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Pharma should pay into antibiotic resistance fund

Claims stem from the latest UK Review on Antimicrobial Resistance


An international fund that pays a bounty on the launch of new antibiotics could help re-populate the antibiotics pipeline, but drugmakers should be prepared to contribute upfront.

That is the conclusion of the latest report in the ongoing UK Review on Antimicrobial Resistance (AMR), which was set up by the government last year to investigate how to tackle the problem of a dwindling armamentarium of effective antibiotics.

A previous report by the review body warned that resistant infections could kill 10m people a year by 2050, with developing nations in Asia and Africa hit the hardest, and cost economies around the world a staggering $100trn.

Under the recommendations, pharma would be asked to contribute to a $2bn fund over five years to help fund basic research into new antimicrobials, but with the promise of a substantial payment - between $1.5bn and $3.5bn - for companies that bring a new drug through development and onto the market.

At the moment only a handful of big pharma firms, such as AstraZeneca, Merck & Co (via its acquisition of Cubist) and GlaxoSmithKline are currently developing new antibiotics to stave off the threat from resistance.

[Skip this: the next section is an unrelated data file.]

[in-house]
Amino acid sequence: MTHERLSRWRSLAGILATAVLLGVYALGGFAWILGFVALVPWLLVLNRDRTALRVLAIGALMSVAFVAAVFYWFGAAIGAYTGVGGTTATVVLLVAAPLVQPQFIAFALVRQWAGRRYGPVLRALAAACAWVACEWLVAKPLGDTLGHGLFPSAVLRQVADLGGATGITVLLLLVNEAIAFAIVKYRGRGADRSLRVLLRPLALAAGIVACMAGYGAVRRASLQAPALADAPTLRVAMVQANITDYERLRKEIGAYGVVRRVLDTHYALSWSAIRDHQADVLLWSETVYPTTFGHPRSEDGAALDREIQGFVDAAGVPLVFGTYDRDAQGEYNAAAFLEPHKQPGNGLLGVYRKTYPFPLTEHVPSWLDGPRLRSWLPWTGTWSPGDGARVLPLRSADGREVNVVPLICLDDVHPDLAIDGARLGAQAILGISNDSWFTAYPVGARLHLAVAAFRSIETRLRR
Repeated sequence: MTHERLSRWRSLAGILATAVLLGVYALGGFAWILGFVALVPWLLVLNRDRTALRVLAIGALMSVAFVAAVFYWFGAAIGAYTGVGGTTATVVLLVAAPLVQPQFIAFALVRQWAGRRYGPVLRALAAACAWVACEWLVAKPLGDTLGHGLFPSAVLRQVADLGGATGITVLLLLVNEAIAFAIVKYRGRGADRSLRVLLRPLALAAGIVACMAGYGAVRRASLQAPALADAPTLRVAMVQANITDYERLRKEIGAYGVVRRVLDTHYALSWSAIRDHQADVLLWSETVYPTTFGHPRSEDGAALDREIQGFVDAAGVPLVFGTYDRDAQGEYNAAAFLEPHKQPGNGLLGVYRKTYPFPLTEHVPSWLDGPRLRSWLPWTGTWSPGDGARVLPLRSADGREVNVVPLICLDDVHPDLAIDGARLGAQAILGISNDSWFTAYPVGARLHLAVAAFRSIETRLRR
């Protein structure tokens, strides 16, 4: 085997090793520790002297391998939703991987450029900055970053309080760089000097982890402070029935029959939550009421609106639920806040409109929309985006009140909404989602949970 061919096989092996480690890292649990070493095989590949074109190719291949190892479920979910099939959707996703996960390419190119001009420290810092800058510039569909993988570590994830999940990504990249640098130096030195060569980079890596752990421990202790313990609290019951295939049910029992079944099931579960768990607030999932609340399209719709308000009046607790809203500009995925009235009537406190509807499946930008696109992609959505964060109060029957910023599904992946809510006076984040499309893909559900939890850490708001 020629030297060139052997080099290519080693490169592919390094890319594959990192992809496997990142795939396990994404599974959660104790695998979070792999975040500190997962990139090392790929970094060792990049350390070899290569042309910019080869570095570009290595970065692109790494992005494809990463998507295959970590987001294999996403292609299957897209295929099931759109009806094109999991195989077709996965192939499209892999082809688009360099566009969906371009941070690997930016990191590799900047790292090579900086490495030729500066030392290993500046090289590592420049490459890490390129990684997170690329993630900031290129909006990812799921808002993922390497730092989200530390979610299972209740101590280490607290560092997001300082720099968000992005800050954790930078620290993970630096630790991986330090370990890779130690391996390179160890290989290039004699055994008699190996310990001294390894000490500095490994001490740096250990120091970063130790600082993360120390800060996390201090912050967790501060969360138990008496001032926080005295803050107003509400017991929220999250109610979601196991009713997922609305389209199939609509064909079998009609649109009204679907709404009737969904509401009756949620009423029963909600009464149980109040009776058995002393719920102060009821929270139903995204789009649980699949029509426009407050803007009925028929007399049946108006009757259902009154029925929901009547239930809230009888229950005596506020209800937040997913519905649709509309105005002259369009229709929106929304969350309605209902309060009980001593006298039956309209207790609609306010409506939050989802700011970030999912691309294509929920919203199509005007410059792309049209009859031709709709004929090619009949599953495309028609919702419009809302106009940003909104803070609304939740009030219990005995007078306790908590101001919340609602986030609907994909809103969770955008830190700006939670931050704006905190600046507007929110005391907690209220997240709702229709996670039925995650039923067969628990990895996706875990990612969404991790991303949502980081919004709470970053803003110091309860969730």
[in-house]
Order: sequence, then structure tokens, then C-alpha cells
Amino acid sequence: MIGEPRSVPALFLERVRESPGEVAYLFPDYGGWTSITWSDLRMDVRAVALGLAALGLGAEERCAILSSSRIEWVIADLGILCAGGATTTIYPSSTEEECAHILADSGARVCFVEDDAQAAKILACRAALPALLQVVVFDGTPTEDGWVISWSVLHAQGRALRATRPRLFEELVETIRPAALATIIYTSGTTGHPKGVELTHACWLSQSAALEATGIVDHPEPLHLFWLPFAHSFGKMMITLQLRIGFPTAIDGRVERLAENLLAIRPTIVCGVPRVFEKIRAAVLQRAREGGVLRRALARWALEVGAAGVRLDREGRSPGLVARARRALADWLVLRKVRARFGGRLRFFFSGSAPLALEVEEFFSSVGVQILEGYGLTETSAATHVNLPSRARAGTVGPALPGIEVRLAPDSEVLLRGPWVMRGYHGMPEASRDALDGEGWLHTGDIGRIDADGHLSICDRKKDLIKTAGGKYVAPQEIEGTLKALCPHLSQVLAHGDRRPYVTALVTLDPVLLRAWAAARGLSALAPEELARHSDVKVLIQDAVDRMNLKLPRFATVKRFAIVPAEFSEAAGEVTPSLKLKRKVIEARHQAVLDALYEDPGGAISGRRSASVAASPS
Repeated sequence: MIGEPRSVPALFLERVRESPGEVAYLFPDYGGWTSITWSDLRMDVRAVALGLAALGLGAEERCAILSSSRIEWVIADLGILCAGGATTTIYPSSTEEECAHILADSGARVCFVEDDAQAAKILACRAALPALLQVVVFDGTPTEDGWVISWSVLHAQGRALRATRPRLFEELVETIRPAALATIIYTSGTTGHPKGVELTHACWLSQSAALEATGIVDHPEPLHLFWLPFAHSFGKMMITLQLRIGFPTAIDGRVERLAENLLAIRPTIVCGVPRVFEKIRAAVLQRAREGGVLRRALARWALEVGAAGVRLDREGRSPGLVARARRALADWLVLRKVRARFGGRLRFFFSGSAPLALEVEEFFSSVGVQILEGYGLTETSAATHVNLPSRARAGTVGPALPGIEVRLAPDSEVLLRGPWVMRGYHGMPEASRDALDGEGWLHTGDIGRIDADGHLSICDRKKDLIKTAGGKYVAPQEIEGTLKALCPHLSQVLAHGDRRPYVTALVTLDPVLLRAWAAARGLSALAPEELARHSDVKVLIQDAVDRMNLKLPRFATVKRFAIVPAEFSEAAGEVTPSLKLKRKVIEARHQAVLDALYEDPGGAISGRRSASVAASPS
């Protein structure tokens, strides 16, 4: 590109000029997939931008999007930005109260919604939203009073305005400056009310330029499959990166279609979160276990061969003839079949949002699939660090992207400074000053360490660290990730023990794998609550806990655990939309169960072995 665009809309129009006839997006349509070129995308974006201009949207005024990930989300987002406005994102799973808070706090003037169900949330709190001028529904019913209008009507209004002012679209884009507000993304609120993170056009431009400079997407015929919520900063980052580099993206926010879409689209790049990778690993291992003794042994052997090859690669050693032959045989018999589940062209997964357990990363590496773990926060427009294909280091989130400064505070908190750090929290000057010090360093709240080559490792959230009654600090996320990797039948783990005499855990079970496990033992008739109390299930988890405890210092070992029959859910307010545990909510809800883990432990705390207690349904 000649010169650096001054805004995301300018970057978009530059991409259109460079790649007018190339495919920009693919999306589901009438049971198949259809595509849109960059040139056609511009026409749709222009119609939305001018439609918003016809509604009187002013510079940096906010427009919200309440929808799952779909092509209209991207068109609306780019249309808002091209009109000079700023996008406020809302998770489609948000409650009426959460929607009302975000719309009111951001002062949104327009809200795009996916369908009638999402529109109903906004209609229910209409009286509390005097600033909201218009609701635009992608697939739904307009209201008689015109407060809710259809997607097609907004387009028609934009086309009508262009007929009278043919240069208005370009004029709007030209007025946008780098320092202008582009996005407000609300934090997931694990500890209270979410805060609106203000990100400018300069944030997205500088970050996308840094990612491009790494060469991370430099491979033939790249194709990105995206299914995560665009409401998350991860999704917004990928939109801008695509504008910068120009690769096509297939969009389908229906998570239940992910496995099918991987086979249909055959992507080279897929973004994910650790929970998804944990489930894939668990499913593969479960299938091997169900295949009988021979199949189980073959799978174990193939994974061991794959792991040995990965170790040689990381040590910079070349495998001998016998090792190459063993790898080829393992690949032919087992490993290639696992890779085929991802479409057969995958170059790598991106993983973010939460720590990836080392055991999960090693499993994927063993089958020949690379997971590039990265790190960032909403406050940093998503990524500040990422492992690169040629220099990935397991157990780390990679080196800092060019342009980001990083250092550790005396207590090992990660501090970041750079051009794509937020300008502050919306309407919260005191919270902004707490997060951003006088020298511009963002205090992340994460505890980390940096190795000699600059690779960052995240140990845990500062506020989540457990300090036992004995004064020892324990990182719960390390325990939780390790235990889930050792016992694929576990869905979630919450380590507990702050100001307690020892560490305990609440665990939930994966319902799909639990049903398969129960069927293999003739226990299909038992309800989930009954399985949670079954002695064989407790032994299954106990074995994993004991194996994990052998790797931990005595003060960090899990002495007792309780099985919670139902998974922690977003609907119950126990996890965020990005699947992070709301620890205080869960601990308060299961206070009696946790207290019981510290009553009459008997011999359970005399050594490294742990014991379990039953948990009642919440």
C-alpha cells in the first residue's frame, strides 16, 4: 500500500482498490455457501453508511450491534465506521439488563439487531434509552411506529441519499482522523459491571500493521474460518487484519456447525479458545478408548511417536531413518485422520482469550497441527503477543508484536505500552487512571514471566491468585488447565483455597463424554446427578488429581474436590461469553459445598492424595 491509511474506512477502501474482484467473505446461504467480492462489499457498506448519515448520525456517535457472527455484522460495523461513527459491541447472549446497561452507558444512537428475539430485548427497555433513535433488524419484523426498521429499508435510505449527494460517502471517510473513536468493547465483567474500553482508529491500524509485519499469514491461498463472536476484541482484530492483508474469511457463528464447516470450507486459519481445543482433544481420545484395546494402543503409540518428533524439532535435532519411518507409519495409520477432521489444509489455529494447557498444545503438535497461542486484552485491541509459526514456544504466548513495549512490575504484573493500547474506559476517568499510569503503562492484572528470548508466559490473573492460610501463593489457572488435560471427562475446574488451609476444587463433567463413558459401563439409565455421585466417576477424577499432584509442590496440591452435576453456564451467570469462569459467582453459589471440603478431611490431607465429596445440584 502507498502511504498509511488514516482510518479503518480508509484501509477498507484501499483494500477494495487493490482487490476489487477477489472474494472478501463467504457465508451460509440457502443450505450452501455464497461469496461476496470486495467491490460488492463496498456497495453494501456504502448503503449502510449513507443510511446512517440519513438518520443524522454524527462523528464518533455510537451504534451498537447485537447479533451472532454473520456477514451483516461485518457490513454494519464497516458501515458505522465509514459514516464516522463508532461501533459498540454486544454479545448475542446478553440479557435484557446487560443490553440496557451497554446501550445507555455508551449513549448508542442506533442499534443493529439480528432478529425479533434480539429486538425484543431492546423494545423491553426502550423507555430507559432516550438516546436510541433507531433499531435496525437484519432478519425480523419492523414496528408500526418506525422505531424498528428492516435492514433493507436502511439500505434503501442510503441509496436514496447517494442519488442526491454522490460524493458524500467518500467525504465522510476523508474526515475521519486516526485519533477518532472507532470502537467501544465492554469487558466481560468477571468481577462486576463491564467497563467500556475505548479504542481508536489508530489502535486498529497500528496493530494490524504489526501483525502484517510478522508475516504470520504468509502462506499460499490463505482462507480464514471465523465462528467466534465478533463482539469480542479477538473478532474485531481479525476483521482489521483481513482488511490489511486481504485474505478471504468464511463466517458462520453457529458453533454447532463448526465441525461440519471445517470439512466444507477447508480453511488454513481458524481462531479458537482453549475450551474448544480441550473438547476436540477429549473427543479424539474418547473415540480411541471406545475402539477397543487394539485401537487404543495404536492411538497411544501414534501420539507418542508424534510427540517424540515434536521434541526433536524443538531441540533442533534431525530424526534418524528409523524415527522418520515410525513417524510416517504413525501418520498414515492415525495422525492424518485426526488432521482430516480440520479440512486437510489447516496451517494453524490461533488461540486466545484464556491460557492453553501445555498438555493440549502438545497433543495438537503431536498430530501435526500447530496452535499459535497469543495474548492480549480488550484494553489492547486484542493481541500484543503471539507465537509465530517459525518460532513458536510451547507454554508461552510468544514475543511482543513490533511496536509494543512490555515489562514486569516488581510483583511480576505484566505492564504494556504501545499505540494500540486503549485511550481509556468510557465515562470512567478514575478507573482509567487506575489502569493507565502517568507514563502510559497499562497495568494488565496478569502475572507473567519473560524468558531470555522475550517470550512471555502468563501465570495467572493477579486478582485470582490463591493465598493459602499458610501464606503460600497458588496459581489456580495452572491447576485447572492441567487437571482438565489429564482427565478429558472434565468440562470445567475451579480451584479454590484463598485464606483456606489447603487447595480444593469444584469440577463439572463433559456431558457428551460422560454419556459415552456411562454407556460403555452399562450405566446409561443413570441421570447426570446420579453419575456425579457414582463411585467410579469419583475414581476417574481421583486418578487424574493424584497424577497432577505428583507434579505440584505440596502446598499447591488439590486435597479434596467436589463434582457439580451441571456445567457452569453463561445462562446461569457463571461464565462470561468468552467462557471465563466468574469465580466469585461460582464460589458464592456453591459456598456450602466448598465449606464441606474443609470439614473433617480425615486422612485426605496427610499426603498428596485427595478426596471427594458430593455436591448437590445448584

Economist Jim O'Neil, who led the team behind the report, said the intention is to 'de-link' the profitability of an antibiotic from its volume of sales, so that companies do not have to worry about shipping a large volume of a new antibiotic to make a return on their investment. As new antibiotics are generally reserved for use on in resistant cases financial returns can be small.

Equally important will be setting a "new innovation cycle" into motion, and the $2bn fund will be important to get that blue-sky research effort underway.

"No new classes of antibiotics have been created for decades and our current drugs are becoming less effective as resistance increases," said O'Neill. "We need to kick-start drug development to make sure the world has the drugs it needs."

All told, a fund of between $16bn and $37bn over 10 years would be enough to achieve "a substantially revitalised pipeline of four major new breakthrough antibiotics and a number of important 'follow-on' products," says the report. 

At the moment it is not clear where that money would come from, although it is proposed that it will come from a combination of contributions from industry and the public purse. O'Neill has said he wants to raise the funding issue with the G20.

Roche chief executive Severin Schwan welcomed the recognition that new incentives are needed for antibiotic discovery and said the company is committed to working with the AMR review committee and "being a part of this solution."

Similarly, Patrick Vallance, GSK's president of pharmaceuticals R&D, said: "We are very encouraged by the ideas it sets out to modernise the economic model to encourage investment in research."

The pharma industry has already started to explore new ways to collaborate on the development of new antibiotics, for example by participating in the DRIVE‐AB initiative funded in part by the public-private Innovative Medicines Initiative (IMI) in the EU - that will encourage collaboration in antibiotic research and find ways to safeguard the efficacy of currently-available drugs.

Article by
Phil Taylor

15th May 2015

From: Regulatory, Healthcare



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